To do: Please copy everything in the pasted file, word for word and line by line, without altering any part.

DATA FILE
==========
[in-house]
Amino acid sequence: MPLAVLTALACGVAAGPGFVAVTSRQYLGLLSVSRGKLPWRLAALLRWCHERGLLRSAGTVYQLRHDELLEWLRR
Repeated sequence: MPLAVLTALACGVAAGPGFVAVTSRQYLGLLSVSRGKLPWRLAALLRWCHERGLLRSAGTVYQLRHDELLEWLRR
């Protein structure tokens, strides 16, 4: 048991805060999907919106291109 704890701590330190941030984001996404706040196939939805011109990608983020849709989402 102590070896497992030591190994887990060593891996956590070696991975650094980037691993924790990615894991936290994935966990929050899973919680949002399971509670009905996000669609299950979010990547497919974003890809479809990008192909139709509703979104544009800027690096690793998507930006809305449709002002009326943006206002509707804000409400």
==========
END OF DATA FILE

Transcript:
[in-house]
Amino acid sequence: MPLAVLTALACGVAAGPGFVAVTSRQYLGLLSVSRGKLPWRLAALLRWCHERGLLRSAGTVYQLRHDELLEWLRR
Repeated sequence: MPLAVLTALACGVAAGPGFVAVTSRQYLGLLSVSRGKLPWRLAALLRWCHERGLLRSAGTVYQLRHDELLEWLRR
């Protein structure tokens, strides 16, 4: 048991805060999907919106291109 704890701590330190941030984001996404706040196939939805011109990608983020849709989402 102590070896497992030591190994887990060593891996956590070696991975650094980037691993924790990615894991936290994935966990929050899973919680949002399971509670009905996000669609299950979010990547497919974003890809479809990008192909139709509703979104544009800027690096690793998507930006809305449709002002009326943006206002509707804000409400």